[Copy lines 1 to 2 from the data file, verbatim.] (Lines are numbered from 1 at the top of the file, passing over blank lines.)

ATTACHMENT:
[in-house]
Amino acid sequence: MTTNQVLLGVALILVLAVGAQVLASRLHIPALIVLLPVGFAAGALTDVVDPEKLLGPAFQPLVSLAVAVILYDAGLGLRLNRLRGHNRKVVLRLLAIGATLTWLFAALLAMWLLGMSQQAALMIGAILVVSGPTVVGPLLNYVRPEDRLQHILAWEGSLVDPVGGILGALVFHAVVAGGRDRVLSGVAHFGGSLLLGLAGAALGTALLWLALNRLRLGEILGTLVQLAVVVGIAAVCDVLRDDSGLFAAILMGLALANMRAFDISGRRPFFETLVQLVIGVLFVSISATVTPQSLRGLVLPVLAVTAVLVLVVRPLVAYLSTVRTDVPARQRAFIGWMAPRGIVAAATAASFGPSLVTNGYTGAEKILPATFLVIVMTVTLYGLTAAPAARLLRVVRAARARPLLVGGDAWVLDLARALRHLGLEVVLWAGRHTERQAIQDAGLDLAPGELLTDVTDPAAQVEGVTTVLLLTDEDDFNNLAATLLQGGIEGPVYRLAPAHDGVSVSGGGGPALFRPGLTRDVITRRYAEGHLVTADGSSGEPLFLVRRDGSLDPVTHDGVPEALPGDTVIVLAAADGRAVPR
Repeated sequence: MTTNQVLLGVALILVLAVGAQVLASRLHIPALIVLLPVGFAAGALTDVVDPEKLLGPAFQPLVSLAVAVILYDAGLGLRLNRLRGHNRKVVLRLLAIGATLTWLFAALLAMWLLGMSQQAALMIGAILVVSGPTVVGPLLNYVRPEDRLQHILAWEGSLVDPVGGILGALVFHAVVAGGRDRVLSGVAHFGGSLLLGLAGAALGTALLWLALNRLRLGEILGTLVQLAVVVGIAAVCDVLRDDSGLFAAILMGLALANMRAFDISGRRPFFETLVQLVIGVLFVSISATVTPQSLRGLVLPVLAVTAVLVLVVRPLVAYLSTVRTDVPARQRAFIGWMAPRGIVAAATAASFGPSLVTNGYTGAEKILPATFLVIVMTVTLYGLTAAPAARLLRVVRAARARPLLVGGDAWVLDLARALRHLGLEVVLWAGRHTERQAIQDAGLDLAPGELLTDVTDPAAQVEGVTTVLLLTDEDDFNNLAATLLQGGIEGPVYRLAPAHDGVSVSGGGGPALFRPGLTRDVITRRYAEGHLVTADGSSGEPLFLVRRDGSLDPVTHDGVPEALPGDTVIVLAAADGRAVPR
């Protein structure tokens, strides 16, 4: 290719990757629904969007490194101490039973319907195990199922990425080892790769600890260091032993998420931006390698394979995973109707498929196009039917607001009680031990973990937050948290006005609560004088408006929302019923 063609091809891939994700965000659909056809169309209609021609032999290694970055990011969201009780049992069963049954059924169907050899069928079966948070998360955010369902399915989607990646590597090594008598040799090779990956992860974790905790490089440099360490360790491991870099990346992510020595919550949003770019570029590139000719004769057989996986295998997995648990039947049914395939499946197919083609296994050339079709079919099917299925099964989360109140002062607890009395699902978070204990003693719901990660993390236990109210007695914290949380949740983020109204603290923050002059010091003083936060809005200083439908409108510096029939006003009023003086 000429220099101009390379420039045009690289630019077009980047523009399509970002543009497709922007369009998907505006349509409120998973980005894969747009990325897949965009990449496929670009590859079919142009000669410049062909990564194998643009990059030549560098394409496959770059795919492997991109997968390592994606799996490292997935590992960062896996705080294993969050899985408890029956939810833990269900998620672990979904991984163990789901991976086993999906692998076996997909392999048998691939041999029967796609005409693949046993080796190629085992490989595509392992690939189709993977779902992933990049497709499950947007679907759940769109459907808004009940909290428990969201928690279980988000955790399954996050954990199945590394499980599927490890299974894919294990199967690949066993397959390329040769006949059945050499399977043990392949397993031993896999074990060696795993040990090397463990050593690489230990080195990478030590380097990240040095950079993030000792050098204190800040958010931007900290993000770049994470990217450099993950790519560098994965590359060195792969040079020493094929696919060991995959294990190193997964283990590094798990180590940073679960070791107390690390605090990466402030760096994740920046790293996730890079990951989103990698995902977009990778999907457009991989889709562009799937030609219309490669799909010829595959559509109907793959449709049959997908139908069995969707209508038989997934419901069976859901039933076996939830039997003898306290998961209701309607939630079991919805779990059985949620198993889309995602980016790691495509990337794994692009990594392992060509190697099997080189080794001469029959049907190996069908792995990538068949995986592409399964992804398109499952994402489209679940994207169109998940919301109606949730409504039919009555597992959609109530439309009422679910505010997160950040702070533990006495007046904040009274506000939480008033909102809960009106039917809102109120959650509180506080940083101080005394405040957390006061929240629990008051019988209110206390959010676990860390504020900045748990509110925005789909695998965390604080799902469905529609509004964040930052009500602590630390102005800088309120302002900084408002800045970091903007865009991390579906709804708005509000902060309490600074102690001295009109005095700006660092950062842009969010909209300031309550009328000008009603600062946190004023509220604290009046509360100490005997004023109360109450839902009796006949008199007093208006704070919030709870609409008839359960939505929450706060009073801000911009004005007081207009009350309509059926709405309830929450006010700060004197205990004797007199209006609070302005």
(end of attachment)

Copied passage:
[in-house]
Amino acid sequence: MTTNQVLLGVALILVLAVGAQVLASRLHIPALIVLLPVGFAAGALTDVVDPEKLLGPAFQPLVSLAVAVILYDAGLGLRLNRLRGHNRKVVLRLLAIGATLTWLFAALLAMWLLGMSQQAALMIGAILVVSGPTVVGPLLNYVRPEDRLQHILAWEGSLVDPVGGILGALVFHAVVAGGRDRVLSGVAHFGGSLLLGLAGAALGTALLWLALNRLRLGEILGTLVQLAVVVGIAAVCDVLRDDSGLFAAILMGLALANMRAFDISGRRPFFETLVQLVIGVLFVSISATVTPQSLRGLVLPVLAVTAVLVLVVRPLVAYLSTVRTDVPARQRAFIGWMAPRGIVAAATAASFGPSLVTNGYTGAEKILPATFLVIVMTVTLYGLTAAPAARLLRVVRAARARPLLVGGDAWVLDLARALRHLGLEVVLWAGRHTERQAIQDAGLDLAPGELLTDVTDPAAQVEGVTTVLLLTDEDDFNNLAATLLQGGIEGPVYRLAPAHDGVSVSGGGGPALFRPGLTRDVITRRYAEGHLVTADGSSGEPLFLVRRDGSLDPVTHDGVPEALPGDTVIVLAAADGRAVPR